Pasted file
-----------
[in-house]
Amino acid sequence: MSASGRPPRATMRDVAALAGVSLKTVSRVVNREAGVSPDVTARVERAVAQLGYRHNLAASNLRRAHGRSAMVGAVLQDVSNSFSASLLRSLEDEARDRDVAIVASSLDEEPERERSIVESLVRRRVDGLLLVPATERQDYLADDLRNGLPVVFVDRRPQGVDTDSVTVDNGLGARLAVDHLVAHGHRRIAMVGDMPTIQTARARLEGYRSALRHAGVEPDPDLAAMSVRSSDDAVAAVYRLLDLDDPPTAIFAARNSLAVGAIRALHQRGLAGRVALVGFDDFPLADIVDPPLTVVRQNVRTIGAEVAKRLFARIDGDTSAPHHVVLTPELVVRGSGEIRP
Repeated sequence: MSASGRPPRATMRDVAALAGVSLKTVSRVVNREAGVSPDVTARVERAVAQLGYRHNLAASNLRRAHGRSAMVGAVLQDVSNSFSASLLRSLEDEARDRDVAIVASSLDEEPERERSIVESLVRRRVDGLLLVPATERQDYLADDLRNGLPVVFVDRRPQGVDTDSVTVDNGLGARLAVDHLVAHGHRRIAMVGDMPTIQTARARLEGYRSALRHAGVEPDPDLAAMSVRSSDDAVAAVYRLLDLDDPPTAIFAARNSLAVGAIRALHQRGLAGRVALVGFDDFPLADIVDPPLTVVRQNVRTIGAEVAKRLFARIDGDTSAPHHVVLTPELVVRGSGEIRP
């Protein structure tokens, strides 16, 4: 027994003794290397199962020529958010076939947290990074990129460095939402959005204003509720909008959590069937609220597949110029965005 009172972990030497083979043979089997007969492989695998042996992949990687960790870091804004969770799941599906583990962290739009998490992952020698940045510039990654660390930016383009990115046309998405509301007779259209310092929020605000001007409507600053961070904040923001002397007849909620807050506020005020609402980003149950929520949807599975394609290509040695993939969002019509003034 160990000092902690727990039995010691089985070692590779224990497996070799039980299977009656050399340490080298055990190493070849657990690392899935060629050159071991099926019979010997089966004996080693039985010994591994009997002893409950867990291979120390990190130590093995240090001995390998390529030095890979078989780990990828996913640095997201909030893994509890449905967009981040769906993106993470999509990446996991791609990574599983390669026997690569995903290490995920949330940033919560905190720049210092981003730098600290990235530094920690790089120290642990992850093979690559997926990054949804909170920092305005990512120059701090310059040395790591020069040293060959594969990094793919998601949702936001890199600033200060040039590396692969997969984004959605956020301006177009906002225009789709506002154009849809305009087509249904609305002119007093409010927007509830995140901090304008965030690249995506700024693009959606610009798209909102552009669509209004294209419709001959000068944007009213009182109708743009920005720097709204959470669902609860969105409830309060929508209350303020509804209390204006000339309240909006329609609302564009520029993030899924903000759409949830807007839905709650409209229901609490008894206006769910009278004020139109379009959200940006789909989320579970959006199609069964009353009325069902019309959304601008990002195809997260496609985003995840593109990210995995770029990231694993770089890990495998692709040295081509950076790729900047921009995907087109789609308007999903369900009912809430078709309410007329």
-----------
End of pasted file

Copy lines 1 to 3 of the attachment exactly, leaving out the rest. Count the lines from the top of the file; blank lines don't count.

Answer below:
[in-house]
Amino acid sequence: MSASGRPPRATMRDVAALAGVSLKTVSRVVNREAGVSPDVTARVERAVAQLGYRHNLAASNLRRAHGRSAMVGAVLQDVSNSFSASLLRSLEDEARDRDVAIVASSLDEEPERERSIVESLVRRRVDGLLLVPATERQDYLADDLRNGLPVVFVDRRPQGVDTDSVTVDNGLGARLAVDHLVAHGHRRIAMVGDMPTIQTARARLEGYRSALRHAGVEPDPDLAAMSVRSSDDAVAAVYRLLDLDDPPTAIFAARNSLAVGAIRALHQRGLAGRVALVGFDDFPLADIVDPPLTVVRQNVRTIGAEVAKRLFARIDGDTSAPHHVVLTPELVVRGSGEIRP
Repeated sequence: MSASGRPPRATMRDVAALAGVSLKTVSRVVNREAGVSPDVTARVERAVAQLGYRHNLAASNLRRAHGRSAMVGAVLQDVSNSFSASLLRSLEDEARDRDVAIVASSLDEEPERERSIVESLVRRRVDGLLLVPATERQDYLADDLRNGLPVVFVDRRPQGVDTDSVTVDNGLGARLAVDHLVAHGHRRIAMVGDMPTIQTARARLEGYRSALRHAGVEPDPDLAAMSVRSSDDAVAAVYRLLDLDDPPTAIFAARNSLAVGAIRALHQRGLAGRVALVGFDDFPLADIVDPPLTVVRQNVRTIGAEVAKRLFARIDGDTSAPHHVVLTPELVVRGSGEIRP